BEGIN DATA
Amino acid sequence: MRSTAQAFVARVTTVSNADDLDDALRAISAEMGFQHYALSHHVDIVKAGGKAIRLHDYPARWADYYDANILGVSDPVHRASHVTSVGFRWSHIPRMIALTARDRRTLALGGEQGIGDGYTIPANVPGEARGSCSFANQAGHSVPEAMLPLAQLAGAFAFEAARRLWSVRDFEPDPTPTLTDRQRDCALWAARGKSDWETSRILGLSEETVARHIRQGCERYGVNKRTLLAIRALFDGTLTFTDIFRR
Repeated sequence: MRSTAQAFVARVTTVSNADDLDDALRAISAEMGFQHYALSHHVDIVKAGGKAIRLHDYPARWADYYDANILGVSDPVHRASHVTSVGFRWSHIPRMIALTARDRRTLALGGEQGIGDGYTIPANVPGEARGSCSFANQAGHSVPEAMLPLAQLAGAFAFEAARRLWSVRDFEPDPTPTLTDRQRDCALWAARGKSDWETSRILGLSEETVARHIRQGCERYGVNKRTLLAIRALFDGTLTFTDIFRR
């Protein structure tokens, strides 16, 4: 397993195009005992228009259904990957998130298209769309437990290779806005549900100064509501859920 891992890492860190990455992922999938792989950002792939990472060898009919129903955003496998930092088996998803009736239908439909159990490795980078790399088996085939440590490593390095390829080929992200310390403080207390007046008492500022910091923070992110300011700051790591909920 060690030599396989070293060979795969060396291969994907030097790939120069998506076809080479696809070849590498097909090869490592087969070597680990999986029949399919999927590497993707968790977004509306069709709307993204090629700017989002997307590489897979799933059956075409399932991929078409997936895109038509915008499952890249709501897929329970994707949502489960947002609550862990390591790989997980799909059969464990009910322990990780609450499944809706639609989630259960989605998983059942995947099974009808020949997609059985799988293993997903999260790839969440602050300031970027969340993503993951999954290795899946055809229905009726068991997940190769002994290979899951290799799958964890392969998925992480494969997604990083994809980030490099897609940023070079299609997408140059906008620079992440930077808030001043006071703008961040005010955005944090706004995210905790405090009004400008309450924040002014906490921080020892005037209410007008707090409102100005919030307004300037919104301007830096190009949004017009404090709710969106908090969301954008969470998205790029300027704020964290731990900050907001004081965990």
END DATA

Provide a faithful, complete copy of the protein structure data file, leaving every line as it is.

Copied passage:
Amino acid sequence: MRSTAQAFVARVTTVSNADDLDDALRAISAEMGFQHYALSHHVDIVKAGGKAIRLHDYPARWADYYDANILGVSDPVHRASHVTSVGFRWSHIPRMIALTARDRRTLALGGEQGIGDGYTIPANVPGEARGSCSFANQAGHSVPEAMLPLAQLAGAFAFEAARRLWSVRDFEPDPTPTLTDRQRDCALWAARGKSDWETSRILGLSEETVARHIRQGCERYGVNKRTLLAIRALFDGTLTFTDIFRR
Repeated sequence: MRSTAQAFVARVTTVSNADDLDDALRAISAEMGFQHYALSHHVDIVKAGGKAIRLHDYPARWADYYDANILGVSDPVHRASHVTSVGFRWSHIPRMIALTARDRRTLALGGEQGIGDGYTIPANVPGEARGSCSFANQAGHSVPEAMLPLAQLAGAFAFEAARRLWSVRDFEPDPTPTLTDRQRDCALWAARGKSDWETSRILGLSEETVARHIRQGCERYGVNKRTLLAIRALFDGTLTFTDIFRR
């Protein structure tokens, strides 16, 4: 397993195009005992228009259904990957998130298209769309437990290779806005549900100064509501859920 891992890492860190990455992922999938792989950002792939990472060898009919129903955003496998930092088996998803009736239908439909159990490795980078790399088996085939440590490593390095390829080929992200310390403080207390007046008492500022910091923070992110300011700051790591909920 060690030599396989070293060979795969060396291969994907030097790939120069998506076809080479696809070849590498097909090869490592087969070597680990999986029949399919999927590497993707968790977004509306069709709307993204090629700017989002997307590489897979799933059956075409399932991929078409997936895109038509915008499952890249709501897929329970994707949502489960947002609550862990390591790989997980799909059969464990009910322990990780609450499944809706639609989630259960989605998983059942995947099974009808020949997609059985799988293993997903999260790839969440602050300031970027969340993503993951999954290795899946055809229905009726068991997940190769002994290979899951290799799958964890392969998925992480494969997604990083994809980030490099897609940023070079299609997408140059906008620079992440930077808030001043006071703008961040005010955005944090706004995210905790405090009004400008309450924040002014906490921080020892005037209410007008707090409102100005919030307004300037919104301007830096190009949004017009404090709710969106908090969301954008969470998205790029300027704020964290731990900050907001004081965990």